Wednesday, February 24, 2016

There Seems To Be A Lot Of Shouting These Days

There seems to be a lot of shouting these days.  I am not speaking of the arena of politics, nor am I speaking of the cultural clashes or the roar of thousands gathered to see a sporting contest.  Sadly, I am speaking of conflict within the church.

Throughout our land, churches are best with turmoil and division.  Factions of Christians have lined up against one another.  You have heard the labels, they sound as if they are names for sports teams or political parties: Liberal, Conservative, Progressive, Legalistic.  Voices are raised, tempers flare, feelings are hurts, and brothers are divided.

“You’re violating my conscience,” shouts one.  “You are weak in your understanding,” responds another.  “You’re seeking to destroy the church,” one levels.  “You’re just holding us back with your stubbornness,” chastises another.  “It’s my way or no way,” argues yet another.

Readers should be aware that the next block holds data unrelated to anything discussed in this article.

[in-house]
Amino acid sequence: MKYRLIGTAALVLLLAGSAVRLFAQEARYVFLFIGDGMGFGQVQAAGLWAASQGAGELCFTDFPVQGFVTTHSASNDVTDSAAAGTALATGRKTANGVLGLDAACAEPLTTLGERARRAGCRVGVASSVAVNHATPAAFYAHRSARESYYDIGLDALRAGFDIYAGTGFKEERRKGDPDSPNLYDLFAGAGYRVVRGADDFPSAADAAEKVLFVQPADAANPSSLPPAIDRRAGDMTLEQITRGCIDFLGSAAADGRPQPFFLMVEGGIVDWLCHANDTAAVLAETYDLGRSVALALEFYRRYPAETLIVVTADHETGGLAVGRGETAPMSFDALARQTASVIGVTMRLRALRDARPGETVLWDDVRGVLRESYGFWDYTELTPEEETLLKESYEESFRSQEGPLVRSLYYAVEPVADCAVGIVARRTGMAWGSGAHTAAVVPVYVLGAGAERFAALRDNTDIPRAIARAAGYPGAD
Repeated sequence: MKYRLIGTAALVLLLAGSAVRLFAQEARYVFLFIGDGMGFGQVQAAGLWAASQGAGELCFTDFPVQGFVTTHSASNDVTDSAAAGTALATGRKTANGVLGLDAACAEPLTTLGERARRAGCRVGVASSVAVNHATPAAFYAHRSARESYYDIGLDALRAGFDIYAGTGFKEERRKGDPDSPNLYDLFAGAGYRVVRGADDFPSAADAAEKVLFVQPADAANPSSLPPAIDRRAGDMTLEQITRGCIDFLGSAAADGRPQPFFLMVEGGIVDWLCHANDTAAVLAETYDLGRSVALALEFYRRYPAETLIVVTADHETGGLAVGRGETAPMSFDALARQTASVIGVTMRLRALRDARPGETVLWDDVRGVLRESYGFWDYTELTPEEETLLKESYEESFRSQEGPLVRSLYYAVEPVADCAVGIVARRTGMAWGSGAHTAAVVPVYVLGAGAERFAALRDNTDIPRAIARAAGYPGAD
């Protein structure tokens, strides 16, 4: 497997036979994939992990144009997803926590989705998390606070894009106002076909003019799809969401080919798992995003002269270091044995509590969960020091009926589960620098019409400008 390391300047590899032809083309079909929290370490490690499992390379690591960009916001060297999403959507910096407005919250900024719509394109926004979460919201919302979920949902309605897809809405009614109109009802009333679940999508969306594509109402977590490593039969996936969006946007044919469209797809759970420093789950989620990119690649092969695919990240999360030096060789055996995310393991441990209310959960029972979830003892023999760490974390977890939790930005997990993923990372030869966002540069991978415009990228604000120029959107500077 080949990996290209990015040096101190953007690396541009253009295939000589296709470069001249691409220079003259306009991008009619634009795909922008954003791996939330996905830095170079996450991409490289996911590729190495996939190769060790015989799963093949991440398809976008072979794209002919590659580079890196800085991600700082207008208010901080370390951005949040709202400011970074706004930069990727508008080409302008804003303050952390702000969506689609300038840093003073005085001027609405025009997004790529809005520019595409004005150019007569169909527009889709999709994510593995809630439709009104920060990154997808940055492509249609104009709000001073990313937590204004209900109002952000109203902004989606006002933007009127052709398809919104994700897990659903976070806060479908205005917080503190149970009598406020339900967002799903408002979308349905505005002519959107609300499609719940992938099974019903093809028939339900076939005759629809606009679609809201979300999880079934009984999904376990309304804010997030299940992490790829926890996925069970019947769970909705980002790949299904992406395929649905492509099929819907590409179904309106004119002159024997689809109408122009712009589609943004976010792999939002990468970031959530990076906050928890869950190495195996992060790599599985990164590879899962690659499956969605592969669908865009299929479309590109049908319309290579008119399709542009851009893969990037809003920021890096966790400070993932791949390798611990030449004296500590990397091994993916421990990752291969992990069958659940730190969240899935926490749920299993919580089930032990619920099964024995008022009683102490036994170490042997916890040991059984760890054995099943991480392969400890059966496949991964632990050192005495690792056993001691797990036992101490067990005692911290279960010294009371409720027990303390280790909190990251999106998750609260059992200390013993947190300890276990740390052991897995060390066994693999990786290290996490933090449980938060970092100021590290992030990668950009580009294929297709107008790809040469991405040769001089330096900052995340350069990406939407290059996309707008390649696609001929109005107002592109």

The fighting seems to make a mockery of Jesus’ words, “By this everyone will know that you are my disciples, if you have love for one another” (Jn. 13.35).  The shouting seems to dismiss the prayer of our Lord: “I ask . . . That they may be one” (Jn. 17.20-21).

It is human nature to defend what seems to be right and to promote that which is personally beneficial or comfortable.  However, our identity as Christians and as joint heirs of the eternal blessings of God demands that we defer to one another in love.  Paul’s words are clear: “As God’s chosen ones, holy and beloved, clothe yourselves with compassion, kindness, humility, meekness, and patience. . . . Above all, clothe yourselves with love, which binds everything together in perfect harmony.  And let the peace of Christ rule in your hearts, to which you were called in the one body” (Col. 3.12-15).

In this spirit, may each of us defer to one another in love.  May our shouts be reduced to civility.  May our separate agendas be replaced with the unified agenda of proclaiming God’s eternal love to a lost and dying world.  We can get along, we can be one, and we can impact our world with the Gospel of Christ, but we must begin by humbling ourselves.

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